So, yeah, things haven’t magically worked out for me. They might work out magically, I’ll be glad if they did, but I don’t think I should depend on that. And I’m not pretending things have worked out. All that’s changed between a week ago and now is that all my inward-looking paid off and now I’m trying to act on whatever I thought of. It’s not going to be easy, it’s not going to be perfect, it might not even work. But, the number of drafts on this blog are increasing, my grocery bills are shooting up, I swipe my bus pass a lot more, and my mind is filling with everyday worries – how can I manage to get my hands on that dataset, why is this bit of code giving trouble, damn that’s my joke they plagiarized, where the heck is my laundry card, god I’ve forgotten the Charleston… and I guess with these indications, I can say with increasing confidence that I’m back.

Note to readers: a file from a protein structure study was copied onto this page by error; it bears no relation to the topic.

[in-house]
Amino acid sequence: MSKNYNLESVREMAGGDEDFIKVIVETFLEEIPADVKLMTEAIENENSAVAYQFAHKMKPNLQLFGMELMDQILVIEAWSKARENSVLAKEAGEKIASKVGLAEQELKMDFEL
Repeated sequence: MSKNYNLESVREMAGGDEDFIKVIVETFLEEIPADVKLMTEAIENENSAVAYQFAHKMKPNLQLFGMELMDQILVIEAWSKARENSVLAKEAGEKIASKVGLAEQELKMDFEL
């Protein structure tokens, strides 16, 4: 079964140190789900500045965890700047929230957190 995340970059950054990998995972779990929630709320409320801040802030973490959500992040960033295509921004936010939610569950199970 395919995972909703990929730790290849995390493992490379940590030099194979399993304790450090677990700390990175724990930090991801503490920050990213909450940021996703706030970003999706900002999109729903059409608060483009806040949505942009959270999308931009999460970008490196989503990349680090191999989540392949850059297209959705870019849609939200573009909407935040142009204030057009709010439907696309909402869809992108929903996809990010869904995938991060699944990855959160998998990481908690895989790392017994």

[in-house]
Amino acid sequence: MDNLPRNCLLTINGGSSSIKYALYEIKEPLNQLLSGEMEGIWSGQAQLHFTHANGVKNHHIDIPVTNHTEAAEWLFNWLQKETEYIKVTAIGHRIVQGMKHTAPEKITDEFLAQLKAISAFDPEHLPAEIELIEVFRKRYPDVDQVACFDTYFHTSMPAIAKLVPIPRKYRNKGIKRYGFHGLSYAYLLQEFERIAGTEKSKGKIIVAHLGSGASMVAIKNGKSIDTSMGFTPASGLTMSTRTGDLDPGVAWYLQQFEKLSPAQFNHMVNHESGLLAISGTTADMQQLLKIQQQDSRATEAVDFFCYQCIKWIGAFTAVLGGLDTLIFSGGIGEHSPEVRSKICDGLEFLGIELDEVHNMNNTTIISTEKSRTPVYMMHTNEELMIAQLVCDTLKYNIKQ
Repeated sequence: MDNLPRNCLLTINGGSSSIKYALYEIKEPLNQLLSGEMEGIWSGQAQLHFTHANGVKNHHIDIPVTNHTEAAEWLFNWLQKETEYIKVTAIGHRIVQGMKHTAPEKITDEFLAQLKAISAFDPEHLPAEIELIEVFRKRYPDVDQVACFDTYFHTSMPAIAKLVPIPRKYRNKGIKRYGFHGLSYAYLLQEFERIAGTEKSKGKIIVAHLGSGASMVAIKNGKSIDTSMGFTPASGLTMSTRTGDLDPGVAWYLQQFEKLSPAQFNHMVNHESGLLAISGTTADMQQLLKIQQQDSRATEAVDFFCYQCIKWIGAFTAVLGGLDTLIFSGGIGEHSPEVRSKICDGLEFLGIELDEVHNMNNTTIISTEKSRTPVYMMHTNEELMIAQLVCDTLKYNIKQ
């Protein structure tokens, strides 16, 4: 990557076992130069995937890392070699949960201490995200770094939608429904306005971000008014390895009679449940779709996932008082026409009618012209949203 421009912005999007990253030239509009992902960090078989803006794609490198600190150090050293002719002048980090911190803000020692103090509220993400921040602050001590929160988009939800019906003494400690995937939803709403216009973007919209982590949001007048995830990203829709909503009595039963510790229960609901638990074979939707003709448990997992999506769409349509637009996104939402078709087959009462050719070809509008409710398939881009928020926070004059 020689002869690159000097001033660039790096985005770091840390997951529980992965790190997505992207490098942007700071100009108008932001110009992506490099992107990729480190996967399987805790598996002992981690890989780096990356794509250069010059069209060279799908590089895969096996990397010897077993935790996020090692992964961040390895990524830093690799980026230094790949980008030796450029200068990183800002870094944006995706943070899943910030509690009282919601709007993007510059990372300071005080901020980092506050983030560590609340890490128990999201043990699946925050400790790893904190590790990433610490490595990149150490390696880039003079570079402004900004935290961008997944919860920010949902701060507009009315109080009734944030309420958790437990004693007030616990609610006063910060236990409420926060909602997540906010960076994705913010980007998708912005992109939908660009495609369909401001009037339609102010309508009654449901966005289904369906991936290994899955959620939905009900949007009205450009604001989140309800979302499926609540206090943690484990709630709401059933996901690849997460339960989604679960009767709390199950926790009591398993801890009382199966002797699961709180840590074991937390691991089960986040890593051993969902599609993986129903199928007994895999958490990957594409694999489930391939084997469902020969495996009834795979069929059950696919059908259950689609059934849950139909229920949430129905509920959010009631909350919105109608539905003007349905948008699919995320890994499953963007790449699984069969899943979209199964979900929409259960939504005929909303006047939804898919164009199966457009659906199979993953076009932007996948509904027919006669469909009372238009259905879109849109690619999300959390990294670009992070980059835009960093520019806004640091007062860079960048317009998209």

I’ve been in a foreign country for a year-and-a-half now. The hardest part is not adjusting to the weather or food or the people. Even the accent is not hard, given we’ve all been listening to the American accent right from the advent of cable TV and Star Plus. The hard bit has been to avoid referring to people by their place of origin.
You can’t say someone’s a Jap, it’s racist. You can’t say ‘that pretty Black woman there’. You need to say ‘His accent sounds urban’, not the other thing. Which is hard given I say ‘You sound like a Gult’ or ‘TYPICAL Bong you are’ and pepper my speech liberally with Amit and Isha and Dig and Tam and whatnot when I’m talking to (Indian) friends.
Also, when you ask a Mr. Nguyen where he’s from, and he says ‘San Francisco’, you need to learn to control your impulse to ask ‘Oh.. but where are you really from?’.
Add to this plenty of Op-Eds written about ‘We Indians are so racist ya’. But instinctively, I feel you just can’t compare being called Macaca with being called Bong. I wonder why, exactly…
If anything, NITK has made me more regionalist than I was before. But not in the ‘Slap her, she’s Mallu’ way. To be frank, NITK just confirmed whatever regional stereotypes I was trying to dismiss in mind. While at the same time getting to know the people behind the stereotypes. If anything, it just made the stereotypes more complex and complicated in my head.